It is a classic result that the irrational rotations of the circle are ergodic. Formally, let $T:\mathbb{T}\to \mathbb{T}$ be defined by $Tz=ze^{2\pi i\alpha}$. If $\alpha$ is irrational, then $T$ is ergodic. This result appears in many textbooks (e.g., Walters, An Introduction to Ergodic Theory), and even in Wikipedia. However, none of these refer to the original. A Google Scholar search didn't help either.

My question is simply, who was the first to prove or to notice this result, and is there a reference to the original paper?

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    $\begingroup$ The modern proof is due to Weyl and others in 1910. en.m.wikipedia.org/wiki/Equidistribution_theorem $\endgroup$ – Anthony Quas May 16 '17 at 8:47
  • $\begingroup$ It seems wrong. Unless I don't properly understand the concept of "ergodic", this fails for $\pi$, which is irrational, and for its integer and fractional multiples. Rather, rational values of $\alpha$ should be expected to lead to ergodic rotations, no? $\endgroup$ – Kaz May 17 '17 at 17:45
  • $\begingroup$ Did you perhaps mean $Tz = ze^{2\pi i\alpha}$? So that 90, 180, 45 or 360 degree rotations are considered rational degree rotations are considered rational, corresponding to rational values of $\alpha$? $\endgroup$ – Kaz May 17 '17 at 17:47
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    $\begingroup$ Amir, I think it's counterproductive to leave accepted such a questionable answer. $\endgroup$ – YCor Nov 10 '17 at 16:19
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    $\begingroup$ @AmirSagiv I think that the accepted answer (Carlo's) is not a good one because there it has serious criticism in its comments (esp. Alexandre's comment), and no attempt to respond to this criticism. Not to accept this answer does not mean accept another one: my comment did not refer to any other answer. Carlo claims that "the proof goes back to Oresme" with only a few references. The last one refers to ergodicity in its title, but this is not enough to be convincing. I could also claim it's Archimedes and refer to the complete works of Archimedes... $\endgroup$ – YCor Nov 12 '17 at 15:45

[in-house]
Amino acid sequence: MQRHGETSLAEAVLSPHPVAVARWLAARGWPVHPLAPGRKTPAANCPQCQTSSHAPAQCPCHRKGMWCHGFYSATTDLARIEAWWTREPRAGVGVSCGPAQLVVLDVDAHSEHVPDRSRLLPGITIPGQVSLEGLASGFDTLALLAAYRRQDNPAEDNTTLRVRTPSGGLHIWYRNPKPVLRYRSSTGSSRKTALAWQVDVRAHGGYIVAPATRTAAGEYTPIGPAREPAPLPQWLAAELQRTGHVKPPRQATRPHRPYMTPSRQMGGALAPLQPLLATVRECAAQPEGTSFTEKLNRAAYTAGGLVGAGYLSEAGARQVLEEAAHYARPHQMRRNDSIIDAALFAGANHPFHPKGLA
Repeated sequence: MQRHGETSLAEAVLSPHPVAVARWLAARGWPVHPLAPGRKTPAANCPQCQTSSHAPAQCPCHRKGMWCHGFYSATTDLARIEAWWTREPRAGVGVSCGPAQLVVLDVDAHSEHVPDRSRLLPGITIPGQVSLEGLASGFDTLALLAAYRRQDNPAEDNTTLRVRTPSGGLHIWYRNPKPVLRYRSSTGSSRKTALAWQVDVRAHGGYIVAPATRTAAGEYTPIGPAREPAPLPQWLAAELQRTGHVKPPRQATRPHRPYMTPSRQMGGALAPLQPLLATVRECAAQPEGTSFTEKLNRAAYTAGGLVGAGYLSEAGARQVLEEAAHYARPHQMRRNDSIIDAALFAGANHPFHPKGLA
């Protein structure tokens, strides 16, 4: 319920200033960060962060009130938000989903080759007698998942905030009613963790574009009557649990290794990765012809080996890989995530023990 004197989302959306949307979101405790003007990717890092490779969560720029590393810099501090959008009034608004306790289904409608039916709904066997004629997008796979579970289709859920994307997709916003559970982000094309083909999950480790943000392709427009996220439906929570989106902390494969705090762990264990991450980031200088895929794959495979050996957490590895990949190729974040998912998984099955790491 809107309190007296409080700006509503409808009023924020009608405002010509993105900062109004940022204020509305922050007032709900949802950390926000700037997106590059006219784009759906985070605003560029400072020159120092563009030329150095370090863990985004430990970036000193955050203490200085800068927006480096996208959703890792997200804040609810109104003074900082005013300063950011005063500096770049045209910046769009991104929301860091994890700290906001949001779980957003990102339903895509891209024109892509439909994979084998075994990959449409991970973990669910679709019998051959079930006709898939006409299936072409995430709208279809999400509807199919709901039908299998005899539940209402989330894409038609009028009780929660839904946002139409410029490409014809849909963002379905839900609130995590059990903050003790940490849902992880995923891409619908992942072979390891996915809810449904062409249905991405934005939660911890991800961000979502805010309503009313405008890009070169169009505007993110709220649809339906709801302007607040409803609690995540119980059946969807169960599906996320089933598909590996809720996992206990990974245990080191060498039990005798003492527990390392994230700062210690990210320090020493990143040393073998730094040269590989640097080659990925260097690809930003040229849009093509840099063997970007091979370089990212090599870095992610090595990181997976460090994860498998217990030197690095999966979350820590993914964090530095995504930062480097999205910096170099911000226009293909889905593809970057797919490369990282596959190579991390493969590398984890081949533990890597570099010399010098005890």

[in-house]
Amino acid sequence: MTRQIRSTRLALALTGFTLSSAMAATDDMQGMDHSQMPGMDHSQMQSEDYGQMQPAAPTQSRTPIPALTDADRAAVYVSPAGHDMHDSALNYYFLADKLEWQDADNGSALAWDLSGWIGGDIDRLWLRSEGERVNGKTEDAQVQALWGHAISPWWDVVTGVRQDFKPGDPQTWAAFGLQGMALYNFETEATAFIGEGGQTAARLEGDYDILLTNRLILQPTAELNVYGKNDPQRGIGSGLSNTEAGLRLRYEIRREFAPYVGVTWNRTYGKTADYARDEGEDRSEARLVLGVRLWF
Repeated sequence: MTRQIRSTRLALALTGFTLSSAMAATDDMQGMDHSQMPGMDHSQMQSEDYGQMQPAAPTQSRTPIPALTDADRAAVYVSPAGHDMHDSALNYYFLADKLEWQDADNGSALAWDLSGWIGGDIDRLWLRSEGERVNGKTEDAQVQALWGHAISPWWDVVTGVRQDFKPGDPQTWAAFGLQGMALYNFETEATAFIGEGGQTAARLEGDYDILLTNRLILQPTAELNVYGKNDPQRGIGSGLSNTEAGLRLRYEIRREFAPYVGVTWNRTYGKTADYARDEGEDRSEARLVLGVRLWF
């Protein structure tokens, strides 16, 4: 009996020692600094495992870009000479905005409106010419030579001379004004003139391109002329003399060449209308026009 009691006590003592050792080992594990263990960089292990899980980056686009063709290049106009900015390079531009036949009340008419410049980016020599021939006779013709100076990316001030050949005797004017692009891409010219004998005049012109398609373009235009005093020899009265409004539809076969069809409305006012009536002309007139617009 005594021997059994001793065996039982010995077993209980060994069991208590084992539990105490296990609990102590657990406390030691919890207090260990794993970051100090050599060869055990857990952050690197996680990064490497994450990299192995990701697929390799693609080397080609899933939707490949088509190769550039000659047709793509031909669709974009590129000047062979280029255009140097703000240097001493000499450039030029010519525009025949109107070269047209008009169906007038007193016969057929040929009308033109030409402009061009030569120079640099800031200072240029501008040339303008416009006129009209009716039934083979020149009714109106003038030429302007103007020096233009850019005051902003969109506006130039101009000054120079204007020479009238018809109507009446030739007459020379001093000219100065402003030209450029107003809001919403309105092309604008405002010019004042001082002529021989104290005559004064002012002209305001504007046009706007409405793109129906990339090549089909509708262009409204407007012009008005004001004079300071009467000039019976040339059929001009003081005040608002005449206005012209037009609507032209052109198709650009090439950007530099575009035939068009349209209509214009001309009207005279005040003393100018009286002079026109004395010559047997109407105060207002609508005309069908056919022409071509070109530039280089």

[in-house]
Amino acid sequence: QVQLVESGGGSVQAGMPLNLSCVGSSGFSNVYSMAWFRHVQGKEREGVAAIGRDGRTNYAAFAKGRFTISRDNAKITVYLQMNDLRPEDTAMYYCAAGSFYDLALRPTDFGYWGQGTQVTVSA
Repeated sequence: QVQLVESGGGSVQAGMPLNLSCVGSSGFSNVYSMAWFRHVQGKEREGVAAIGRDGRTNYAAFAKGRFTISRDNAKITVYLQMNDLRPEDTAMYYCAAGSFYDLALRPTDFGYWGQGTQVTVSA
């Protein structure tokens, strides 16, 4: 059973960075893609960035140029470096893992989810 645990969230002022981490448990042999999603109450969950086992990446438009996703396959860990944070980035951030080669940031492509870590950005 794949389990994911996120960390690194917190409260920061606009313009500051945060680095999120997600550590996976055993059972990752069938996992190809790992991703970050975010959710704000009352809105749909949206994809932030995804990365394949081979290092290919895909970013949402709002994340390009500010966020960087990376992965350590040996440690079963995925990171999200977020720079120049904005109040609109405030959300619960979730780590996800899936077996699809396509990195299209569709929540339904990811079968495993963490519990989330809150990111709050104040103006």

the proof goes back to Nicole Oresme in his paper De commensurabilitate vel incommensurabilitate motuum celi [On the Commensurability or Incommensurability of the Motions of the Heavens], dated around 1360, see

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    $\begingroup$ Thanks! I guess though that Oresme didn't have the harmonic-analysis tools used in Ergodic thery, do you know who introduced the modern proof? $\endgroup$ – Amir Sagiv May 16 '17 at 8:28
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    $\begingroup$ The middle bullet links to a paper by Jan von Plato, which ends with the following sentences: "In reading Oresme it at times appears as if he thought the incommensurable conjunctions would be equally distributed in all directions. Such equidistribution results were first proven by Bohl, Sierpinski, and Weyl in 1909-1910. In Oresme's work, only vague hints in this direction can be found, as when he says that 'by means of the greatest inequality, which departs from every equality, the most just and established order is preserved'. " So didn't Oresme only notice ergodicity without proof, if that? $\endgroup$ – Lee Mosher May 16 '17 at 13:16
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    $\begingroup$ Oresme did not "notice ergodicity". He had absolutely no means to STATE it. What he stated is the density of the orbits. Without proof. Density of trajectories is nowadays an exercise for a good high school student. Ergodicity is not! $\endgroup$ – Alexandre Eremenko May 16 '17 at 18:41